Description ( Figs 116 View FIGURE 116 a–f, 117a–b). Polymorphic habitus, starting out as a thin micronulose crust ( Fig. 116c View FIGURE 116 ), often growing on other marine invertebrates as molluscs, dead gorgonians, bryozoans, etc. The crusts grow out to thick masses ( Fig. 116 View FIGURE 116 d–e) with conulose surface. The conules in more developed specimens extend into shorter or longer spikes. The largest specimens have a massive base with long ramose projections (‘plumose’) covered in spinous processes ( Figs 116 View FIGURE 116 a–b, f, 117a–b). Colors in life ( Figs 116 View FIGURE 116 a–f) vary between pinkish red, brownish orange, greyish brown or red-brown (e.g. on deck photo of Fig. 117b View FIGURE 117 ), in preservation this changes to shades of dirty white or beige ( Fig. 117a View FIGURE 117 ). Sizes of smaller encrusting specimens are in the 1–3 cm range, with thickness up to 0.5 cm or less. Larger elaborate specimens have bases of 5–8 cm high and wide, with upright branches up to 15 cm high 3–4 cm thick, with spiny projections of 1–2 cm long and 3 mm thick. The surface of thinly encrusting specimens shows faint venal patterns and finely punctate skin in life, and often the surface reticulation is visible in larger magnification. Most specimens have conules, which tend to grow out sharply, but blunt lobate specimens also occur. Oscules are usually moderately large, around 1 cm in diameter, and occur irregularly between the conules and spiny projections. Consistency of the thin specimens firm, compressible, of the larger spiny specimens hard, difficult to cut.
Skeleton ( Figs 117 View FIGURE 117 c–d). Choanosomal skeleton plumoreticulate ( Fig. 117c View FIGURE 117 ), with spicule tracts in more elaborate specimens reaching large dimensions in the lower and central parts of the skeleton, up to 500–600 µm in diameter, dividing and anastomosing in the direction of the surface, with thinner tracts of about 100 µm in diameter interconnecting the thicker upward running tracts. Near the surface, tracts peter out to about 50 µm, fanning out just below the surface membrane to carry the usually strongly developed tangential surface skeleton. This is of the aegogropila-type ( Fig. 117d View FIGURE 117 ), with strong intercrossing tracts, in various specimens varying 20–110 µm in diameter, enclosing triangular meshes 200–350 µm in widest dimension. Thin encrustations usually have their skeleton less robustly developed and tracts significantly thinner than more elaborate specimens. All types of microscleres are found in the ectosomal meshes, including rosettes of anisochelae of 100–180 µm in diameter. In many specimens the isochelae are crowded around the outlines of the ostia and along the walls of the larger channels.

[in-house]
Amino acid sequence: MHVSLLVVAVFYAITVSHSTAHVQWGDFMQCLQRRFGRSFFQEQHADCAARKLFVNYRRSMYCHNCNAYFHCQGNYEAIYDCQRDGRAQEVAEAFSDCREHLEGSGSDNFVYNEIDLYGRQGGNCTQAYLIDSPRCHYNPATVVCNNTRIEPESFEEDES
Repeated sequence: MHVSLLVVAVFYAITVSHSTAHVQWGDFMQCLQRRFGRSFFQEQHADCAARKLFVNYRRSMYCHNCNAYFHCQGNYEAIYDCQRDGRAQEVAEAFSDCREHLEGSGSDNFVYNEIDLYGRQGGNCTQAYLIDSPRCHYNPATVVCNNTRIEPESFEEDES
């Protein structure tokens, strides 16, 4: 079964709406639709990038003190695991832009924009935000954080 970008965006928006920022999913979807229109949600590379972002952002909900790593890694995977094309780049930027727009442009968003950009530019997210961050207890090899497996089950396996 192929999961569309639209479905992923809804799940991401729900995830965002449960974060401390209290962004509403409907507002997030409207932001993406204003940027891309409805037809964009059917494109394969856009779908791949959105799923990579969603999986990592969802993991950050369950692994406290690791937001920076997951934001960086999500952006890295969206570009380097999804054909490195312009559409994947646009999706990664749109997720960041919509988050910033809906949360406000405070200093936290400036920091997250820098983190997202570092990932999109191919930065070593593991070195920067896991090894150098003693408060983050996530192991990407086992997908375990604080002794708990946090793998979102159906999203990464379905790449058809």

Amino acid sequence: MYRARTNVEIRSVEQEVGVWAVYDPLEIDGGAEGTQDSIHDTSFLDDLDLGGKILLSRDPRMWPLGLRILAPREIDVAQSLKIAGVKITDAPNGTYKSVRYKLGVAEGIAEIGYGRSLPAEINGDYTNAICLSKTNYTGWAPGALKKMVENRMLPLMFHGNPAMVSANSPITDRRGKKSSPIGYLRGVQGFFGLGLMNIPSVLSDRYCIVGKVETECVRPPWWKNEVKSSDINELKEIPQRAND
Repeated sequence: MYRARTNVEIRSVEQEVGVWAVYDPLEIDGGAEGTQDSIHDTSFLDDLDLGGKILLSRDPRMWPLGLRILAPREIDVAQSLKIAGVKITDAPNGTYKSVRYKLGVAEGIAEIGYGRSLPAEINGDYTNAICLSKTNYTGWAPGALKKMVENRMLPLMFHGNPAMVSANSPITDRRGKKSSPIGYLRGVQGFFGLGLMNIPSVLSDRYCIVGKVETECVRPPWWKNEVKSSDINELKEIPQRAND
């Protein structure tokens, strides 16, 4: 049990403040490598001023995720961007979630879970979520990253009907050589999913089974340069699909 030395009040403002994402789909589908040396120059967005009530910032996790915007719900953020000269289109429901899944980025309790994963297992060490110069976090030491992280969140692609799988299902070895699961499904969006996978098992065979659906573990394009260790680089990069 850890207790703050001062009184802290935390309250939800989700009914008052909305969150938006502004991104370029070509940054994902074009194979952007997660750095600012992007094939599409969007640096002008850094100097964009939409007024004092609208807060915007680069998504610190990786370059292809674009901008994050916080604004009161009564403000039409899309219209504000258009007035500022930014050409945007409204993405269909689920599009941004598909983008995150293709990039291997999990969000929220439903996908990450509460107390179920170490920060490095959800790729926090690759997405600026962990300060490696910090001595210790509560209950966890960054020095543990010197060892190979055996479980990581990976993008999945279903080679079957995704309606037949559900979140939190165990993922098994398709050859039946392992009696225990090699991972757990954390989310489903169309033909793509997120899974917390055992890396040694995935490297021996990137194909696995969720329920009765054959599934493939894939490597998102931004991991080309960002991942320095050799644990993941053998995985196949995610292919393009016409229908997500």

Spicules ( Figs 118 View FIGURE 118 a–i). Mycalostyles, three categories of anisochelae, isochelae, two categories of sigmas, toxas, trichodragmas.
Mycalostyles ( Figs 118a,a View FIGURE 118 1 View FIGURE 1 ), robust, straight or sometimes slightly wavy, heads elongate, with barely visible ‘neck’, opposite ending sharply pointed, 232– 279.9 –358 x 3– 7.2 – 12 µm.
Anisochelae I ( Fig. 118b View FIGURE 118 ), well-developed, robust, free part of the shaft 40–45% of spicule length, with comparatively narrow upper median alae, which extends slightly outward, with comparatively less well developed lower median alae, 34– 46.4 – 61 µm.
Anisochelae II ( Fig. 118c View FIGURE 118 ), well-developed, similar in shape to anisochelae I but with free part of the shaft less than 30% of spicule length, 19– 23.5 – 31 µm.
Anisochelae III ( Fig. 118d View FIGURE 118 ), well-developed, in profile with upper median alae more narrow, and with free part of the shaft even shorter than in anisochelae II, 13– 17.4 – 21 µm.
Isochelae ( Fig. 118e View FIGURE 118 ), usually comparatively narrow and lateral alae under-developed, although this varies over the region, 8.5– 9.9 – 12.5 µm.
Sigmas I ( Fig. 118f View FIGURE 118 ), robust, thickness 3–5 µm, comparatively narrow-shaped, asymmetrical, 58– 78.4 – 126 µm.
Sigmas II ( Fig. 118g View FIGURE 118 ), thin, often more or less symmetrical, variable in size, 14– 22.1 – 32 µm.
Toxas ( Figs 118h View FIGURE 118 ), usually thin, often in dragmas of 4 or 5 spicules, curved widely and with small upturned endings, in a wide length range, 18– 57.9 –111 x up to 10 µm.
Trichodragmas ( Figs 118i View FIGURE 118 ), consisting of moderately thick raphides of about 1 µm in thickness, 18– 28.4 –39 x 5–6 µm
Distribution and ecology ( Fig. 119 View FIGURE 119 ). Indonesia, Singapore, Thailand, Vietnam, South China, Taiwan, India, Madagascar; literature records from Malaysia, Sri Lanka, North and West Australia, Seychelles and Hawaii. Shallow water down to 40 m (except one likely eroneous record from 538 m)